As if we weren't miserable enough from our colds, we also decided this week to start a diet.
Neither of us is heavy, but we do have our ideal weights, and we had gone over those weights the past few months, what with the holidays, vacations, and so forth.
We decided right off our diets would not consist of frozen low-calorie foods. You get this pale mini-slab of meat, according to the container a boneless, skinless chicken breast, a smear of tomato sauce across its nude top, the whole obscenity ringed with a garland of sad, mushy sprigs of broccoli that clearly gave up all hope of retaining any degree of their integrity somewhere during the long night of mass-production.
Plus it irks me to read the nutritional information now required on most American food products. The idea behind the required information is to tell you, in addition to other scores, the number of calories in what you're buying. It's a great idea. But the calories can be expressed in terms of 'serving size'. So for instance, if you lift up a huge, cold box of lasagna, you'll find something like, 'Number of calories per serving size, 360 calories. Number of servings in container, 5 servings.' That's great. But the food manufacturers have used this 'serving size' information as a loophole. You pick up a small square box of frozen ravioli, about six ounces, and the side of the box reads, '120 calories per serving'. Not bad. But then it says, 'Two servings per container.' There's not even enough in this little box for one serving, and they're claiming it's two servings? But it allows them to understate the calorie count of what you'll actually be eating, displaying '120 calories' instead of the true '240 calories'. The reporting is often absurd. There was one manufacturer of frozen food who sold individual pieces of deep-fried chicken. A chicken leg, according to the small print, was two servings. You start at one end, I'll start at the other? Then there's the extraordinary 'two and one-third servings' refinement. What is the implication? Should we freeze the extra one-third serving, adding to it each time we buy another box of the shit, until we have enough to constitute a two-person meal?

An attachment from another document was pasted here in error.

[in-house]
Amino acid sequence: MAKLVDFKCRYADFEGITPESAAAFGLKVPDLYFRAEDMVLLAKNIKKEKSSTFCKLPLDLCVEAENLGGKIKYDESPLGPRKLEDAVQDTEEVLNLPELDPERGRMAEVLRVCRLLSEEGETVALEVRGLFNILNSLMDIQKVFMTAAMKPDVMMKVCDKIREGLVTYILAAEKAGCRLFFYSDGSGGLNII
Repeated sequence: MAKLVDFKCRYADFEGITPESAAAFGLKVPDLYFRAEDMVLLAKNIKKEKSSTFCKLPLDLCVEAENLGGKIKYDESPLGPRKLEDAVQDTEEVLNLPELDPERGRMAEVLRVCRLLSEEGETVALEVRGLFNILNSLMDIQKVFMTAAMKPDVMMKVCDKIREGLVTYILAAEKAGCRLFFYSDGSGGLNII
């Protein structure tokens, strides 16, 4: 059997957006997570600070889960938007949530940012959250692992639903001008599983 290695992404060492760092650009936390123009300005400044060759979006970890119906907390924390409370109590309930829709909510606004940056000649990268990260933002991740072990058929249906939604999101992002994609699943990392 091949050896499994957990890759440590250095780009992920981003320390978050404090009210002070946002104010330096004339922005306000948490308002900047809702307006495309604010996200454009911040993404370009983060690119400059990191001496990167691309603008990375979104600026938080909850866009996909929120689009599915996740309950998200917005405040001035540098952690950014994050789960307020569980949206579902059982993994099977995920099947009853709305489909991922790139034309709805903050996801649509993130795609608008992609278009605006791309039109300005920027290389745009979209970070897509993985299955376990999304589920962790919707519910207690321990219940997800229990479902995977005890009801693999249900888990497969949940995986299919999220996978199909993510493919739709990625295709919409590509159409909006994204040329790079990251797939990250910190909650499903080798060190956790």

I'm just trying to eat a light dinner after a long day of work, and they've got me multiplying fractions.
So we decided we'd prepare our own meals, using a couple of books that list caloric counts for different foods.
You can eat delicious food, at very little calories, if you're careful about what you eat, and how you prepare it.
Wednesday night, Mary and I had a quarter pound each of shrimp, nine large shrimp each, sautéed in two tablespoons of butter into which I crushed several garlic cloves. We served it with rice pilaf with toasted almonds, and fresh asparagus. Guess how many calories it came to.
379 (120 for the shrimp, 102 for the butter, 12 for the garlic, 100 for the rice, 45 for the asparagus).
In other words, about as many calories as one of those small, boxed, frozen meals.
The meal filled our plates. It was almost too much to eat. Mary fed two of her shrimp to the cats. (The last time we went on a diet, in 1991, we only ate frozen diet foods, not knowing any better. I was hungry all the time. I remember one day opening a can of catfood for Elf and Rudo, my stomach doing its constant rumble, and being overwhelmed by how good their food smelled.) (I love feeding our cats, especially in the morning. I get the coffee started first, and then, the hot black smell of the brewing beginning to fill the kitchen, open a can of food while the three of them, Rudo, Chirper, Sheba, rub the sides of their faces against my ankles. Once the food is in the bowls, the combined wet mastication of three cats eating always sounds, in the kitchen at that early hour, like an early morning drizzle.)
Thursday, we sautéed two pork chops with garlic, sliced mushrooms and sliced onions, and used half a can of Campbell's Golden Mushroom soup to complicate the pan sauce. We ate it with penne pasta, counting out the tubes of pasta as if they were money, fourteen each, but enough, and a salad.